3 Jan 1947
p. 2
Motion Picture Herald Product Digest
21 Dec 1946
p. 3373
New York Times
30 Sep 1945
---
New York Times
13 Jan 1946
---
New York Times
15 Jan 1947
p. 31
Variety
18 Dec 1946
p. 14
CAST
NAME
CREDITED AS
CREDIT
Gertrude Hoffman
William Hunter
Fredric Santley
William Hall
+
PRODUCTION CREDITS
NAME
PARENT COMPANY
PRODUCTION COMPANY
PRODUCTION TEXT
A John Farrow Production
DISTRIBUTION COMPANY
NAME
CREDITED AS
CREDIT
DIRECTORS
Herbert Coleman
Asst dir
Asst dir
Roy Kreuger
Asst dir
2d asst dir
2d asst dir
PRODUCER
PHOTOGRAPHY
Dir of photog
Arch Dalzell
2d cam
ART DIRECTORS
Art dir
Art dir
FILM EDITOR
Ed supv
SET DECORATORS
Set dec
Set dec
COSTUMES
Women's cost
Men's cost
MUSIC
Mus score
Vocal arr
Mus assoc
SOUND
Sd rec
Philip G. Wisdom
Sd mixer
VISUAL EFFECTS
Spec photog eff
Devereux Jennings
Asst spec photog eff, Miniatures
Asst spec optical eff
MAKEUP
Makeup supv
PRODUCTION MISC
Gardener
Joseph Youngerman
Loc scout and prod aide to John Farrow
Research dir
Research asst
COLOR PERSONNEL
Technicolor col consultant
SOURCES
SONGS
"Lily-I-Lay-De-O," "I Shoulda Stood in Massachusetts," "Said I to My Heart," "Carmela," "Gold Rush" and "California or Bust," music by Earl Robinson, lyrics by E. Y. Harburg.
SONGWRITER/COMPOSER
DETAILS
Release Date:
21 February 1947
Premiere Information:
New York premiere: 14 Jan 1947; Monterey, CA premiere: 27 Jan 1947
Production Date:
23 Nov 1945--1 Feb 1946
Copyright Info
Claimant
Date
Copyright Number
Paramount Pictures, Inc.
21 February 1947
LP860
Physical Properties:
Sound
Western Electric Recording
Color
Technicolor
Duration(in mins):
97-98
Length(in feet):
8,760
Country:
United States
PCA No:
11220
Passed by NBR:
Yes
SYNOPSIS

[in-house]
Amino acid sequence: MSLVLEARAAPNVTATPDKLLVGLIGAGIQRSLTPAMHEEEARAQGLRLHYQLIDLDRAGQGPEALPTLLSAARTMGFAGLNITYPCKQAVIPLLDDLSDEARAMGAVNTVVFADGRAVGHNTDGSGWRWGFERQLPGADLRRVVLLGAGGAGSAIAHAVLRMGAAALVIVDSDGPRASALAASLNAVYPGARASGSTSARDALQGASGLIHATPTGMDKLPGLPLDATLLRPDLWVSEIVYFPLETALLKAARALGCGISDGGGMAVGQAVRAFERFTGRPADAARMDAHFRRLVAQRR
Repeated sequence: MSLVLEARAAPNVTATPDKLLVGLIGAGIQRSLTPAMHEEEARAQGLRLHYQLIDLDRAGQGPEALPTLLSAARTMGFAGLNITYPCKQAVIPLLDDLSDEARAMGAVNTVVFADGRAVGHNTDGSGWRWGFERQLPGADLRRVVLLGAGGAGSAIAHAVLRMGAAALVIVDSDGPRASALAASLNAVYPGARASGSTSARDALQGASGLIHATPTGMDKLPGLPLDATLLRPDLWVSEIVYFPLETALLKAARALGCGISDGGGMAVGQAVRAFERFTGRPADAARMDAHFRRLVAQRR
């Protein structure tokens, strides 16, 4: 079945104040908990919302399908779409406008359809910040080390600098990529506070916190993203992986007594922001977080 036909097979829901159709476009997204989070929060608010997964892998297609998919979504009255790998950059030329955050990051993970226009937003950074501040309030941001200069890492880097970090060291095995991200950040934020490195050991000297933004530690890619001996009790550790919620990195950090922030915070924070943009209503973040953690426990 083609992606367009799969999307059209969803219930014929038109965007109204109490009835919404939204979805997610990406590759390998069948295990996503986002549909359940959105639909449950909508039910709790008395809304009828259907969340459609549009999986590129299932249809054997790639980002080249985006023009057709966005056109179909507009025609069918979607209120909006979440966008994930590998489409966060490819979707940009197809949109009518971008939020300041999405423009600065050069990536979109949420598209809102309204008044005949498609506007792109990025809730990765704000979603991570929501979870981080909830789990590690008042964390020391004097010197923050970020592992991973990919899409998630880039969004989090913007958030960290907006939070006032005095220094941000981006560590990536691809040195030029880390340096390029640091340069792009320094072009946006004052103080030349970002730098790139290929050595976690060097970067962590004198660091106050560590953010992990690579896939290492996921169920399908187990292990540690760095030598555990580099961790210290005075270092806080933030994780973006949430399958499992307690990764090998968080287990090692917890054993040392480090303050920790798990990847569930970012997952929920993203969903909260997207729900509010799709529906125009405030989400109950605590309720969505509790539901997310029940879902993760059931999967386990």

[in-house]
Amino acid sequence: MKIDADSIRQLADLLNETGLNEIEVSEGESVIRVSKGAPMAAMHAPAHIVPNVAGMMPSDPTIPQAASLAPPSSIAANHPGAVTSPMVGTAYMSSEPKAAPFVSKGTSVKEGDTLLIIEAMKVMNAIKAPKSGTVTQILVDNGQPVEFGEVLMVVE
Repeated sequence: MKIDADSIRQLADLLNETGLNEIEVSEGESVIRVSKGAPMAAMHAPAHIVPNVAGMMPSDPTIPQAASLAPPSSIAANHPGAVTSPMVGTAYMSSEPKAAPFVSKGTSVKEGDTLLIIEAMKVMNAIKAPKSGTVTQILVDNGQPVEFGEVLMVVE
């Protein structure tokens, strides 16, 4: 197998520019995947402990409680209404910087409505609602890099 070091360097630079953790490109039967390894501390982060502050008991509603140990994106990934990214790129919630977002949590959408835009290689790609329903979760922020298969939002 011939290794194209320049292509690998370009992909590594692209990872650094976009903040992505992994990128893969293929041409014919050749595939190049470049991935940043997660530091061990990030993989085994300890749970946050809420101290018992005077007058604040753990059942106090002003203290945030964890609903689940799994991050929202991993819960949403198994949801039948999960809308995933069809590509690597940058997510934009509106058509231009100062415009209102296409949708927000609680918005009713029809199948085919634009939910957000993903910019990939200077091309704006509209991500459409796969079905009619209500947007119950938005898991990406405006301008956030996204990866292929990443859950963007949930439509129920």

During the California gold rush, a wagon train guided by ex-Army lieutenant Jonathan Trumbo, a deserter, stops in a small town, where Lily Bishop, a woman traveling alone, is thrown out of the saloon and accused of cheating at poker. Lil asks to join the wagon train, but because Trumbo refuses to take her, kindly old farmer Michael Fabian invites her to ride with him. Throughout the journey, Trumbo is unkind to Lil and she is snubbed by the women. When Lil beats Trumbo at poker one night, he accuses her of cheating. Later he kisses her, but she swears revenge. When news arrives that gold has been found in California, the pioneers abandon their goods and hurry West, and Lil leaves with a rough man named Booth Pennock, determined to make her own fortune. Trumbo tries to apologize to Lil, but Pennock whips him as they ride out. Fabian nurses Trumbo's shoulder and drives him West. Some time later they arrive in Pharaoh City, run by ex-slave trader Pharaoh Coffin, who is determined to make California an independent nation state so that he can rule. In the Golden Lily Saloon, owned by Lil, a farmer named Whitey tells Trumbo that Coffin has been forcing the farmers off their land by charging exorbitant prices for water and protection. Lil rescues Trumbo from a brawl with Pike, Coffin's henchman, but when Trumbo awakens, Lil warns him never to set foot in her saloon again. Later, Trumbo wins Lil's saloon at poker. After he resists Coffin's orders to join his gang, Trumbo is beaten and put on a horse, and following his rescue by ...